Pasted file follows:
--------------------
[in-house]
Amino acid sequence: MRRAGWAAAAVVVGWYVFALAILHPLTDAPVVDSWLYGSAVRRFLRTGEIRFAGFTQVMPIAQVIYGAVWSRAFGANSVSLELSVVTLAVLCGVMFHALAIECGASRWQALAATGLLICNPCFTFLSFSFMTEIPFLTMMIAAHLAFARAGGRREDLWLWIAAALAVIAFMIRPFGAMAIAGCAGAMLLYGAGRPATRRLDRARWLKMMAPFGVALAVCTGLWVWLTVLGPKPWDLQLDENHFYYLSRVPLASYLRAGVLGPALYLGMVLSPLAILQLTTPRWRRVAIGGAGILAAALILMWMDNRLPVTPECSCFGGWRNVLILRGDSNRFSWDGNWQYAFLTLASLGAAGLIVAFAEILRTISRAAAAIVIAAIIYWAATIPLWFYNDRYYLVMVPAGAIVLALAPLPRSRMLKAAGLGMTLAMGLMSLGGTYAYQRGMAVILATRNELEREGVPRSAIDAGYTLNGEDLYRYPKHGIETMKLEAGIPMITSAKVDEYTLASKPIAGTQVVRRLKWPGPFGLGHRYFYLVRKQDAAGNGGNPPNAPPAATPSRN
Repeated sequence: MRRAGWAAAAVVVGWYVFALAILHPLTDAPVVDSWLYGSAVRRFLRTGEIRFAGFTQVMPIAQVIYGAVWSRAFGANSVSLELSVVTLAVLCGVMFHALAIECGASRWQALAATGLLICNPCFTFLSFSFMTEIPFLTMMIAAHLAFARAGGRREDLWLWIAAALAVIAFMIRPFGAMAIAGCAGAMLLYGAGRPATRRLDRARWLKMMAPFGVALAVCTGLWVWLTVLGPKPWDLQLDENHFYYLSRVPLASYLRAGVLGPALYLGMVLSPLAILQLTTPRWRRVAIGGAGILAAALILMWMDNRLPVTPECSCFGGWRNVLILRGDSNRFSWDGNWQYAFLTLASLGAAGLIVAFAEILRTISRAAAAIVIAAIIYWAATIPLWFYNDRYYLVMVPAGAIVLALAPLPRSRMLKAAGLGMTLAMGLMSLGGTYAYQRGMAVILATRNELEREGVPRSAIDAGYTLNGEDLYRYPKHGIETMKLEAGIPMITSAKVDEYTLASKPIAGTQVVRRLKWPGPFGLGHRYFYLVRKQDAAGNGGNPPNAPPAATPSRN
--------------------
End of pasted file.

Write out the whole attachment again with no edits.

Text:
[in-house]
Amino acid sequence: MRRAGWAAAAVVVGWYVFALAILHPLTDAPVVDSWLYGSAVRRFLRTGEIRFAGFTQVMPIAQVIYGAVWSRAFGANSVSLELSVVTLAVLCGVMFHALAIECGASRWQALAATGLLICNPCFTFLSFSFMTEIPFLTMMIAAHLAFARAGGRREDLWLWIAAALAVIAFMIRPFGAMAIAGCAGAMLLYGAGRPATRRLDRARWLKMMAPFGVALAVCTGLWVWLTVLGPKPWDLQLDENHFYYLSRVPLASYLRAGVLGPALYLGMVLSPLAILQLTTPRWRRVAIGGAGILAAALILMWMDNRLPVTPECSCFGGWRNVLILRGDSNRFSWDGNWQYAFLTLASLGAAGLIVAFAEILRTISRAAAAIVIAAIIYWAATIPLWFYNDRYYLVMVPAGAIVLALAPLPRSRMLKAAGLGMTLAMGLMSLGGTYAYQRGMAVILATRNELEREGVPRSAIDAGYTLNGEDLYRYPKHGIETMKLEAGIPMITSAKVDEYTLASKPIAGTQVVRRLKWPGPFGLGHRYFYLVRKQDAAGNGGNPPNAPPAATPSRN
Repeated sequence: MRRAGWAAAAVVVGWYVFALAILHPLTDAPVVDSWLYGSAVRRFLRTGEIRFAGFTQVMPIAQVIYGAVWSRAFGANSVSLELSVVTLAVLCGVMFHALAIECGASRWQALAATGLLICNPCFTFLSFSFMTEIPFLTMMIAAHLAFARAGGRREDLWLWIAAALAVIAFMIRPFGAMAIAGCAGAMLLYGAGRPATRRLDRARWLKMMAPFGVALAVCTGLWVWLTVLGPKPWDLQLDENHFYYLSRVPLASYLRAGVLGPALYLGMVLSPLAILQLTTPRWRRVAIGGAGILAAALILMWMDNRLPVTPECSCFGGWRNVLILRGDSNRFSWDGNWQYAFLTLASLGAAGLIVAFAEILRTISRAAAAIVIAAIIYWAATIPLWFYNDRYYLVMVPAGAIVLALAPLPRSRMLKAAGLGMTLAMGLMSLGGTYAYQRGMAVILATRNELEREGVPRSAIDAGYTLNGEDLYRYPKHGIETMKLEAGIPMITSAKVDEYTLASKPIAGTQVVRRLKWPGPFGLGHRYFYLVRKQDAAGNGGNPPNAPPAATPSRN